bearing upon daily and practical life seemed to be always 
in Dr. Pattison's mind, and in his expositions there was 
no suggestion of the abstruse or the unknowable. He 
was especially happy with illustration and incident that 
at once elucidated and fixed the meaning of the text. 

Dr. Pattison was an old-time scholar, and classic 
literature and poetic quotation came to his lips readily 
when the occasion permitted. Education, in his concep-* 
tion, was a broad and significant thing. The literary 
element was especially encouraged in the Oread of that 
day. This distinction might seem superfluous in refer- 
ence to an educational institution, but it has a definite 
meaning. There is an entire class of studies that were 
unheard-of or unformulated then, which drive out a great 
deal of the classic and the literary. Psychology and 
sociology were untaught, even in college. Philosophy 
seems a new science; while the modem sciences have 
wrought a revolution in thought and in the methods of its 
presentation. There is not time for all, nor human brain 
enough to hold it, and so the old standard classic and 
literary knowledge is pushed to one side to make room 
for the newcomer. This may be necessary, and it would 
be as idle as it would be ignorant to condemn the present; 



8 Eden Kendrick Johnson 

but there is great loss in this abandonment. Mind spoke 
to mind more easily through the strictly literary studies. 
Language, history, composition, recitation, class-reading, 
all these brought teacher and pupil together in a more 
natural intimacy than comes with the modem method of 
lecture and note-taking. There is in school to-day but 
little sauntering in the fields of thought. The automobile 
method of education is more in fashion, where the strained 
eye and tense action indicate that the flying traveler sees 
nothing of the landscape except a blurred impression of 
dancing trees and a whirling dust-doud. In the days of 
which I am writing we journeyed not so much to get over 
the ground as to understand and enjoy the world we passed 
through, and the cultivated and Uterary taste of Dr.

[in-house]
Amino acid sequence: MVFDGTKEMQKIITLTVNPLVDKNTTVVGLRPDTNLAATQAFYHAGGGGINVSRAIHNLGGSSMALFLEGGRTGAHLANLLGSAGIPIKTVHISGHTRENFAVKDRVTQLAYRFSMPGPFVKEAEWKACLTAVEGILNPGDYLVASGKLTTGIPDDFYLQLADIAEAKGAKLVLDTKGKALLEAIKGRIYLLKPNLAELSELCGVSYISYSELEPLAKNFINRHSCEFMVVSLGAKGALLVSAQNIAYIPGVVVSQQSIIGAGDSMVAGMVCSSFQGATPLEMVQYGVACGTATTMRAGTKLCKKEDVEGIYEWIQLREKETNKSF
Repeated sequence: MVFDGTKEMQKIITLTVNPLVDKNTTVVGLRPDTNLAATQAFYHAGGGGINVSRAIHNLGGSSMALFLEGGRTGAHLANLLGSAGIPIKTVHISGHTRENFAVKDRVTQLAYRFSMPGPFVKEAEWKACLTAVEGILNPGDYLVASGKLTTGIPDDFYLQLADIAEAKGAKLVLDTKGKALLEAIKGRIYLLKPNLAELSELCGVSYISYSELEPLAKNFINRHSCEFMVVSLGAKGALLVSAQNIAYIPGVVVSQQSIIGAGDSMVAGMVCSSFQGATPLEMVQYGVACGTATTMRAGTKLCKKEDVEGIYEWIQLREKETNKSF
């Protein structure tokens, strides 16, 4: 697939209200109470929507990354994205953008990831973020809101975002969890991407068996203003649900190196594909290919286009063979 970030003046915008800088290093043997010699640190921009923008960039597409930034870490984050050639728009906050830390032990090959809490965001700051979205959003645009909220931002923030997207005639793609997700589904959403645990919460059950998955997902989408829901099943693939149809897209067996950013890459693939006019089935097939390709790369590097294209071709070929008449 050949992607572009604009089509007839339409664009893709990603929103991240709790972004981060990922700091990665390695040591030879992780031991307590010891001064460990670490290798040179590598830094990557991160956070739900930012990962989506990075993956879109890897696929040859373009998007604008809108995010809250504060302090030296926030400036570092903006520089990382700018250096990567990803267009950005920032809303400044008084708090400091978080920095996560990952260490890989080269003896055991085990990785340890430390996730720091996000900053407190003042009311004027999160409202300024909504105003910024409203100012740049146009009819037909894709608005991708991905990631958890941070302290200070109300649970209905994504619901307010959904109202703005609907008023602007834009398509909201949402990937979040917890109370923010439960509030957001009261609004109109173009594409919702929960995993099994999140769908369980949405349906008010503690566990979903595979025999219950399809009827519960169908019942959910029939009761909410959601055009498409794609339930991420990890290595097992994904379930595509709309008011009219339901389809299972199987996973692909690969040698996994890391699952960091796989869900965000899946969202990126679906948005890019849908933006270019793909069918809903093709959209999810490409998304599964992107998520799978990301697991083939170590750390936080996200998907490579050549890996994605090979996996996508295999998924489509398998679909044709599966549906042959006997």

Pattison and his family made them guides to be highly 
prized. The school paper was made a feature of the 
curriculum. Supplementary reading and research were 
encouraged. The Bible was a valued text-book, and 
Sunday was a welcome day. Dr. Pattison selected pupils 
in turn to pf^>are brief studies in the Scripture for parlor 
reading. I remember the great pleasure I found, for 
instance, in writing a connected narrative of the resurrec- 
tion of Christ, compiled from the gospel accounts. It 
has fixed in my memory a natural succession of those 
wondrous events. On Sabbath evenings we had social 
reunions in the drawing-room. There was music always, 
and we gathered in groups, sitting on footstools or evoD 
on the floor to get dose together, and the whole tone of 
the conversation was cheerful and spontaneous. It was 
wholesome and sweet, and it sent us to our rooms in a 
happy frame of mind. 

One interesting inddent of stated Sabbaths comes to 
memory. Dr. Pattison was invited by the authorities of 
the institution to preach to such members of the Hospital 
for the Insane as were able to attend divine service with 
any benefit. His words and manner would have hdd the 
attention of the simplest mind that would listen at all. 
I, with others, went with him to form a little choir, and 



The Story cf Her Varied Activities 9 

it was a pathetic and pleasant task. Dim faces would 
light, and hopeless ones smile, while some showed full 
intelligence as to the themes presented. 

Dr. Pattison had dear ideas of discipline, and novel 
theories concerning it, some of which come to mind as I 
write. For instance, my most intimate friend, Clara 
Thayer (now Mrs. Perry), and I one day asked permission 
to go down-town to do some errands. Dr. Pattison said, 
" Anybody else going? ** " No, sir," we answered. " You'd 
better invite Esther," said he, smiling. **I have ob- 
served," he added, ''that three girls have a quieter journey 
to town than two or four do. Two girls with their arms 
linked form an electric connection, but a trio somehow 
breaks the chain of mischief. Gret Esther, and be off." 
Esther was " Essie " Davids, a beautiful girl, my roommate, 
and a favorite with all during those good years at the 
Oread. 

There was a delightful atmosphere of hominess in our 
school life. Mrs. Pattison was an ideal house-mother, 
'always cheery and cordial; and her parlor held a welcome 
for all girls, especially the homesick. Dr. Pattison's 
daughters. Miss Fannie and Miss Ettie, as we knew them 
then, were among the noble women of the earth. They 
were teachers and have left an indelible impression upon 
th^ pupils. They presented a great contrast in ap- 
pearance and in character, each having her own charm 
and her devoted band of adherents. I was fortunate 
enough to be taken as a roommate for one term by Miss